How Important Is Your Identity to Performance?
In 1973, Secretariat won the Kentucky Derby and the Preakness Stakes, and was just one race away from winning the Triple Crown.
Before the Belmont Stakes however, Secretariat had become a national celebrity and was donned on the cover of Times magazine. It was a relief for citizens to follow him because, at the time, news about the Vietnam War and Watergate was bombarding everyone.
On June 9th, 1973, Secretariat went off as the favorite at 1-10 odds, which meant a $2 bet would win only about $0.20. The race in New York State took place in front of a crowd of almost 70,000 people and was watched on television by over 15 million households.
Secretariat did not disappoint and his performance became known as the greatest ever from a racehorse.
He won the race by an astonishing margin of 31 lengths! He also set the record at 2:24 flat for the 1½-mile race, which still stands today. Many who had placed bets on Secretariat simply did not cash them in and instead kept them as souvenirs.
Secretariat only ran a few other races after the Belmont Stakes and won most of them, but his career was cut short and he did not race as a four-year-old.
The last race that Secretariat ran was the Canadian International Stakes in Toronto.
His owner, Penny Chenery, paid homage to her trainer, Lucien Laurin, and jockey, Ron Turcotte, who were both Canadian. Secretariat won the race, and afterwards he was taken to another racetrack and paraded around the track to a crowd of 32,000 cheering fans.
Secretariat merely ran a tribute lap, but what happened next added to the folklore of Secretariat and the importance of your identity.
Once the celebratory run was over, Secretariat instinctively walked over to stand in the winner’s circle!!!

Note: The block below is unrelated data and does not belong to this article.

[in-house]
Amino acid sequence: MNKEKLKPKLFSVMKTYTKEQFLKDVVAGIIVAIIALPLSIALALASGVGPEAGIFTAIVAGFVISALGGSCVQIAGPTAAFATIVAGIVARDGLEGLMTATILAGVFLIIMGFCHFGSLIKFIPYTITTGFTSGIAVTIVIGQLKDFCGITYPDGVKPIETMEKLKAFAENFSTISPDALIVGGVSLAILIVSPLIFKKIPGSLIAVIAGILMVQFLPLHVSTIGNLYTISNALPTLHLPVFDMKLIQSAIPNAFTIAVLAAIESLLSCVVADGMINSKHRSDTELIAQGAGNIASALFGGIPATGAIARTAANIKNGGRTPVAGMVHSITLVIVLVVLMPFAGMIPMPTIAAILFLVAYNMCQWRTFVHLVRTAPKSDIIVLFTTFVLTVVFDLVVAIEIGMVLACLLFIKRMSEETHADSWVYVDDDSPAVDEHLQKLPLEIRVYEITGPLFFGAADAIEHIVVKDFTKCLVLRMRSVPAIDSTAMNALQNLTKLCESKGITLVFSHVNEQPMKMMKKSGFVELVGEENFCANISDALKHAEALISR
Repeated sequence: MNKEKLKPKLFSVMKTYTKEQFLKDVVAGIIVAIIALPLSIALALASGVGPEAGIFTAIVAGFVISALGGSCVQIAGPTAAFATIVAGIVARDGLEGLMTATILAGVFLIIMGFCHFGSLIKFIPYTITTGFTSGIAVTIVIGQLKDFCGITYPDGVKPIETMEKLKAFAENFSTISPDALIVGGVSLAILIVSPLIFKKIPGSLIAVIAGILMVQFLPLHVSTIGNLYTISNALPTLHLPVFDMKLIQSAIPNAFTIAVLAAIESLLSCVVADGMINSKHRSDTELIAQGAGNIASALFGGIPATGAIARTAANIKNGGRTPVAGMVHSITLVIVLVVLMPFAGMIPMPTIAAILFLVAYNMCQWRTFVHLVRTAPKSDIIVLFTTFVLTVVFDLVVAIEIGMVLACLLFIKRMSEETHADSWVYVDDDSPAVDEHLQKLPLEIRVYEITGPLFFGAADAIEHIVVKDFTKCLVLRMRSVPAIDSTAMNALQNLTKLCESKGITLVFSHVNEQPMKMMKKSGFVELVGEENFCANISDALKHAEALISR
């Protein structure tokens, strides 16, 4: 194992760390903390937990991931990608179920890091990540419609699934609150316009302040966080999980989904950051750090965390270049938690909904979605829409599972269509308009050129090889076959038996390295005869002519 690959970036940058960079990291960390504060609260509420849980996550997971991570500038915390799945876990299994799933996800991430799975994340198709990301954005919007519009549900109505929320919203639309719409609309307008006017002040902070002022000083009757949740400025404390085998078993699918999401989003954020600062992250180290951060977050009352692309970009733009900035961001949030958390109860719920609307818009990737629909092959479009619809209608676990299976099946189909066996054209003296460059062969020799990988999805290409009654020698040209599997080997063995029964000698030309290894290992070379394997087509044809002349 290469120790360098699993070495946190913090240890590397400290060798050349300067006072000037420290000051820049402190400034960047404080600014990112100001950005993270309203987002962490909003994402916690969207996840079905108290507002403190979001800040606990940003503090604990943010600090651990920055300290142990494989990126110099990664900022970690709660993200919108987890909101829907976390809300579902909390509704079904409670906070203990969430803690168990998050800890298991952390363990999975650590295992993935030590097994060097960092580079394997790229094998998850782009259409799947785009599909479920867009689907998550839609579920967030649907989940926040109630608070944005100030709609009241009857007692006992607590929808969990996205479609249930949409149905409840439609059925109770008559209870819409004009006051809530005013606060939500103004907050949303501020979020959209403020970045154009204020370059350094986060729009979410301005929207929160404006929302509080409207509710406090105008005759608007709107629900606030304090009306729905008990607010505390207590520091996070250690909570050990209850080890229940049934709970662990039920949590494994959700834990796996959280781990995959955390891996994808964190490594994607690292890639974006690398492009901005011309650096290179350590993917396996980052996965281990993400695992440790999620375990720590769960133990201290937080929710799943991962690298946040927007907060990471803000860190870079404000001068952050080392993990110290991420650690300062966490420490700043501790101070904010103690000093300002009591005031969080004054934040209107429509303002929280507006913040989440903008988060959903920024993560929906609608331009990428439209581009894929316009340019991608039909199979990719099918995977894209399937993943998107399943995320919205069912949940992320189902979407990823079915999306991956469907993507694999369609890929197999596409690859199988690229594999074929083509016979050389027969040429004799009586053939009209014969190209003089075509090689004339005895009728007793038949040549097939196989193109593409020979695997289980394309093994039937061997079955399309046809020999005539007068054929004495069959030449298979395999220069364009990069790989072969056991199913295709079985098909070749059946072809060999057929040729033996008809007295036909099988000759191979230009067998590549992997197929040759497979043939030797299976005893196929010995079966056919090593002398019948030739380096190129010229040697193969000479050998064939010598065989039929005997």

Secretariat’s identity was one of a winner.
I’ve learned through the people and executives that I coach, that they join with me because they believe what I believe. That there is significance and success for everyone of us, if we are just able to honestly take a look at ourselves.
The bridge over that gap is honesty. There is a saying that the truth hurts. It hurts because the truth is that we can always get better.
You need to be truthful with yourself and believe that your identity is one of a winner, success, and abundance.
Rigorous honesty is painful. It is difficult to examine our past mistakes and still be able to create a vision for ourselves that knows it is one of a winner.
How can we believe that we are a winner when others have told us that we are not, or our past mistakes or circumstances show us that we are not good enough? Are you someone who can Puke & Rally? Do you honestly believe that it is about the comeback?
Since it is difficult to believe when faced with adversity, we cover it up instead of confide in and tell ourselves lies about our own identity because it protects our mind. We rely on our stuff to tell us who we are, or our accomplishments or our bank account. This is fleeting and does not fill your true identity.
Our identity must travel beyond our performance. Because even our Hinge moments last only so long. If we are on the performance loop, we’ll either crash, fade, or keep reaching for the next achievement or accolade. Here is also why the process is more important than the product.
“ The value of your identity is that so often, it comes with purpose.” — Richard Grant
Dr. Rob Bell is a Sport Psychology Coach. DRB & associates coach executives and professional athletes. Some clients have included three different winners on the PGA Tour, Indy Eleven, University of Notre Dame, Marriott, and Walgreens.
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